You might think that I'd learned my lesson; that I'd learn to respect the habanero, but, alas, I am a slow learner, a nincompoop, and that along with being stubborn only meant that I had several more lessons to go.
Once you've harvested the habanero, you've got to figure out what to do with them. Making sauce is an excellent choice and I had several books on the subject. They included warnings about wearing gloves and even goggles, but I scoffed at such warnings. These hands, I thought, had been used to work cows, handle car battery acid (a story of its own), and bashed themselves against football helmets; certainly they couldn't be harmed by a simple pepper.
I began to chop the peppers, sans gloves. It didn't take but a bit to feel the heat from the pepper oil begin to work its magic. My hands began to burn a little, but being the genius that I am, I felt that if I drank beer before starting the process that it might assist in keeping the pain (if there were any) to a minimum.
After chopping the first batch, I began to make the sauce. The recipe called for the peppers to be put into a blender, mixed with lime juice and some vinegar and pulverized into sauce. I put the peppers in and as I blended I noticed several were stuck in the bottom. I shut the blender off, took a wooden spoon and jammed it into the sauce in an attempt to free them. Upon the jamming, a glop of sauce shot straight out of the blender and into my eyeball, and I don't care how much beer, gin, whiskey or battery acid you've drank, when hot pepper sauce gets missiled straight into your eyeball there isn't anything you can do but scream, clutch your eyeball, and, while screaming some more, attempt to wash it out.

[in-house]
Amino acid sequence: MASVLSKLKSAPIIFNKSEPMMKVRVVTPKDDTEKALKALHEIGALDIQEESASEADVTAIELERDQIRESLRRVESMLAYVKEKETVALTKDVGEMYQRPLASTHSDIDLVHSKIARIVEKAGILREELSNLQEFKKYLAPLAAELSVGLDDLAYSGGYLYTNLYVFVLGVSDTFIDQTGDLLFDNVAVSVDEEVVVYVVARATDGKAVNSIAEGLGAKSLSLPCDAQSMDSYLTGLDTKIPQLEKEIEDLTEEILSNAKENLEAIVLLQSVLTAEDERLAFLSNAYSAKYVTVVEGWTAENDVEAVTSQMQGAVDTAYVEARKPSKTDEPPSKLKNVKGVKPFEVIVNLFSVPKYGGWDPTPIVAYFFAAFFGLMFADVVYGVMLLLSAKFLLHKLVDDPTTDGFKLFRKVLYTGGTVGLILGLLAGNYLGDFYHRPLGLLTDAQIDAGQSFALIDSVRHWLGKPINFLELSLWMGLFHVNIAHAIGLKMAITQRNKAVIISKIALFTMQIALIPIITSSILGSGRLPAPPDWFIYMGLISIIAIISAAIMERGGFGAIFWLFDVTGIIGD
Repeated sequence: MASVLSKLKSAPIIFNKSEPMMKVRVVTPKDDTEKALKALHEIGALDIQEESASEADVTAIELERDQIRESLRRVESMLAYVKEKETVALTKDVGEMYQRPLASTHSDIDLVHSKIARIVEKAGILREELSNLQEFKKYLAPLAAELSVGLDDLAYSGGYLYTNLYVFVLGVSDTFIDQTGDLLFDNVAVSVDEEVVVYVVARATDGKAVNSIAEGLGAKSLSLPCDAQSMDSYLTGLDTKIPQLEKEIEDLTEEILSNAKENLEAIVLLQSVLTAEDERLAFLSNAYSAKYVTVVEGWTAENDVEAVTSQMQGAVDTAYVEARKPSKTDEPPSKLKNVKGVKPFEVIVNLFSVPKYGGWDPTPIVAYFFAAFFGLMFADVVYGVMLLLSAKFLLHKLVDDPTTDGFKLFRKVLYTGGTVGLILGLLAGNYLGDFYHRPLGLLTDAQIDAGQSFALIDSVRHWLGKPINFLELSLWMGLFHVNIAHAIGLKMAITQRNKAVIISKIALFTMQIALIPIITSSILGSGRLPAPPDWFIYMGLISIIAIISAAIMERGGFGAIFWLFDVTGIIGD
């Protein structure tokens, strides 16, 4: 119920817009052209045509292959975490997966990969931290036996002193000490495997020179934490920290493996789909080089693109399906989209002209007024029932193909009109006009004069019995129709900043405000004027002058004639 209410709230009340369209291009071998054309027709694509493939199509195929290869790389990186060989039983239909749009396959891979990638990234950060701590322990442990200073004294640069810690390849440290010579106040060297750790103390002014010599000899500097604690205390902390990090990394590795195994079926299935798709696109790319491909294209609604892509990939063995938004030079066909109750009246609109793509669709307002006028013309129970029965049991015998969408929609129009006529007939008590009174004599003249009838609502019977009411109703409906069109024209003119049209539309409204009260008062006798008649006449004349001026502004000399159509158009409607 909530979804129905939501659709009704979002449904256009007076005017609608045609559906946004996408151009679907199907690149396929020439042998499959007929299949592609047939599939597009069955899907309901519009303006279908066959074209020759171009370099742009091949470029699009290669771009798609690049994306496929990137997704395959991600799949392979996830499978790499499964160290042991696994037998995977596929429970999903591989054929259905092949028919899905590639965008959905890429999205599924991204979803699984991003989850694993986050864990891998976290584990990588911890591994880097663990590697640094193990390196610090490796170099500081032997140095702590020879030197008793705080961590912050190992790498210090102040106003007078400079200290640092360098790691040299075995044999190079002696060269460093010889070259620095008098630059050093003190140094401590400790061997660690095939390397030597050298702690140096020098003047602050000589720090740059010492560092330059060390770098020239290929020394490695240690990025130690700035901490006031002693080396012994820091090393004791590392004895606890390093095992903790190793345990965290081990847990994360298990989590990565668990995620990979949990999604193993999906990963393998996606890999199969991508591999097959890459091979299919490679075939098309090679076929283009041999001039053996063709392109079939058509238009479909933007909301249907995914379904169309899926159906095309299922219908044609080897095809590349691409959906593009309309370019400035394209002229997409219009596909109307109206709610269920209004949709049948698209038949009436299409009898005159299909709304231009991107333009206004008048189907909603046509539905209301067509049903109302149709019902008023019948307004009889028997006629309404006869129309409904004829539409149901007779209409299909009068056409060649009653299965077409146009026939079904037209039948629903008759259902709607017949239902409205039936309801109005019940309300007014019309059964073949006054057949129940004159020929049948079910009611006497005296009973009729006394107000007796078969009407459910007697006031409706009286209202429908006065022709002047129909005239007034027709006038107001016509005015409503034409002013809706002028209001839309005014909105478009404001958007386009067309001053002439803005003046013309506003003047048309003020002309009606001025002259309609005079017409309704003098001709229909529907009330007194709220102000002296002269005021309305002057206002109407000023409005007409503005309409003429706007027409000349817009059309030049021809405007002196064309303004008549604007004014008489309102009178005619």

A little known fact about hot peppers; the chemical that makes them hot is capsaicin. The more capsaicin, the hotter the pepper. Capsaicin is not soluble in water. When people eat a hot pepper, they think that drinking water will make everything better, but all it actually does is force the capsaicin deeper into your taste buds, thus making things worse. Capsaicin is soluble in alcohol. If your goal is to remove the heat, it works much better if you drink a beer after eating a hot pepper. This did not occur to me as I was clutching my face; instead I forced water into my eyeball making an already unpleasant experience even worse.
Another little know fact is that hot peppers contain oil as mentioned above. If you don't wear gloves while chopping them, the oil gets absorbed into your skin. Absorb enough, and you cannot wash it off no matter how much soap and water you apply. Another handy thing to know; soaking your hands in gin, whiskey, or some other hard libation does not work, it only leads to some damned spicy hard liquor which I hear is all the rage these days. Perhaps that's how it's made.
My hands burned for days after the chopping. If I stuck my finger into my mouth, my mouth burned. Being not a bright sort of fellow, I completely forgot about this condition the first time I used the bathroom. I did not forget again, but going to the bathroom that week was more adventurous than it should have been. (Men will instantly understand that sentence; I shall not attempt to explain it further.)